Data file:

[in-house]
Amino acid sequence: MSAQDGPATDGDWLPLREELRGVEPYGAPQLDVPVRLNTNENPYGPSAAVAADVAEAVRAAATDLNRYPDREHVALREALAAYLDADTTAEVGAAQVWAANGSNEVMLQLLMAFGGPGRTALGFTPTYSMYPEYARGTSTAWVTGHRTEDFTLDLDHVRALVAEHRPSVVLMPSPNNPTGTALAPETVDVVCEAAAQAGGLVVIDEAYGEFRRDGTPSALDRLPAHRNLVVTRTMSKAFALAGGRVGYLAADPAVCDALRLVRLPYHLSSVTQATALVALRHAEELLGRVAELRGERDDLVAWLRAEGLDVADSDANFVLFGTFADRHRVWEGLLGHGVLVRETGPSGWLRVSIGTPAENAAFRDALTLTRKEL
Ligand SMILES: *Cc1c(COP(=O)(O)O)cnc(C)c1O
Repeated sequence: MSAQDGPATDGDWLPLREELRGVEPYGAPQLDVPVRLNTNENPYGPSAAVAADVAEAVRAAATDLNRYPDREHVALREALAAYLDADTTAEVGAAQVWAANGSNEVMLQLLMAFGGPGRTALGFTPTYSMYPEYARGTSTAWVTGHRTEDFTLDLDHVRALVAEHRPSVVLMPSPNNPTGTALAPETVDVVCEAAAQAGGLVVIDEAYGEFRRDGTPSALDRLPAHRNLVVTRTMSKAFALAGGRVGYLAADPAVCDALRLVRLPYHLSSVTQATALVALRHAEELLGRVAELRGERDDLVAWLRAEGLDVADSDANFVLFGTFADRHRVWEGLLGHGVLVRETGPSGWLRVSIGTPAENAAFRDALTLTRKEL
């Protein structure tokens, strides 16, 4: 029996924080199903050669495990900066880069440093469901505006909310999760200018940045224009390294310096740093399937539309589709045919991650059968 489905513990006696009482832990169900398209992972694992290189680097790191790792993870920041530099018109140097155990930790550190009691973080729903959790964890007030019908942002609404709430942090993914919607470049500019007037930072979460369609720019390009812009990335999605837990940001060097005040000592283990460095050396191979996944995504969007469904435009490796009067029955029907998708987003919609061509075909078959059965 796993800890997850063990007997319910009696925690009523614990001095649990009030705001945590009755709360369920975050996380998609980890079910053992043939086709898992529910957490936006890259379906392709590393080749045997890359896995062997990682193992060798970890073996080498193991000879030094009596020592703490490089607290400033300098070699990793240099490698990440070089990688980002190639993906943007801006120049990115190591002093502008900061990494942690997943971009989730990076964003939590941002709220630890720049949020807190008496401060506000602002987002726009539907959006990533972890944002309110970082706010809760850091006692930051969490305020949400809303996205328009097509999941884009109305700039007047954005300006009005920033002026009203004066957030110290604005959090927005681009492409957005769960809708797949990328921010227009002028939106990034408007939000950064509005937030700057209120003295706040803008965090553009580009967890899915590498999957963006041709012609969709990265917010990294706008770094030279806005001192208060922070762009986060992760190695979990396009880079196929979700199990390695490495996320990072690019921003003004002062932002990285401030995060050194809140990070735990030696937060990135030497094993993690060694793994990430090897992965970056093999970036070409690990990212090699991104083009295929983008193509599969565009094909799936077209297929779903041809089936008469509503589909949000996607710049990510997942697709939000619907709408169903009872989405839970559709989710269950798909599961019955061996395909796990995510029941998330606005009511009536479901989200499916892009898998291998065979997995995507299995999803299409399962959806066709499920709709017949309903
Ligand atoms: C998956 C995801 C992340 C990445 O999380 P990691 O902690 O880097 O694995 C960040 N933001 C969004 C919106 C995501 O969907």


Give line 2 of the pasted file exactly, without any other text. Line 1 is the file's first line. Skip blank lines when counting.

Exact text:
Amino acid sequence: MSAQDGPATDGDWLPLREELRGVEPYGAPQLDVPVRLNTNENPYGPSAAVAADVAEAVRAAATDLNRYPDREHVALREALAAYLDADTTAEVGAAQVWAANGSNEVMLQLLMAFGGPGRTALGFTPTYSMYPEYARGTSTAWVTGHRTEDFTLDLDHVRALVAEHRPSVVLMPSPNNPTGTALAPETVDVVCEAAAQAGGLVVIDEAYGEFRRDGTPSALDRLPAHRNLVVTRTMSKAFALAGGRVGYLAADPAVCDALRLVRLPYHLSSVTQATALVALRHAEELLGRVAELRGERDDLVAWLRAEGLDVADSDANFVLFGTFADRHRVWEGLLGHGVLVRETGPSGWLRVSIGTPAENAAFRDALTLTRKEL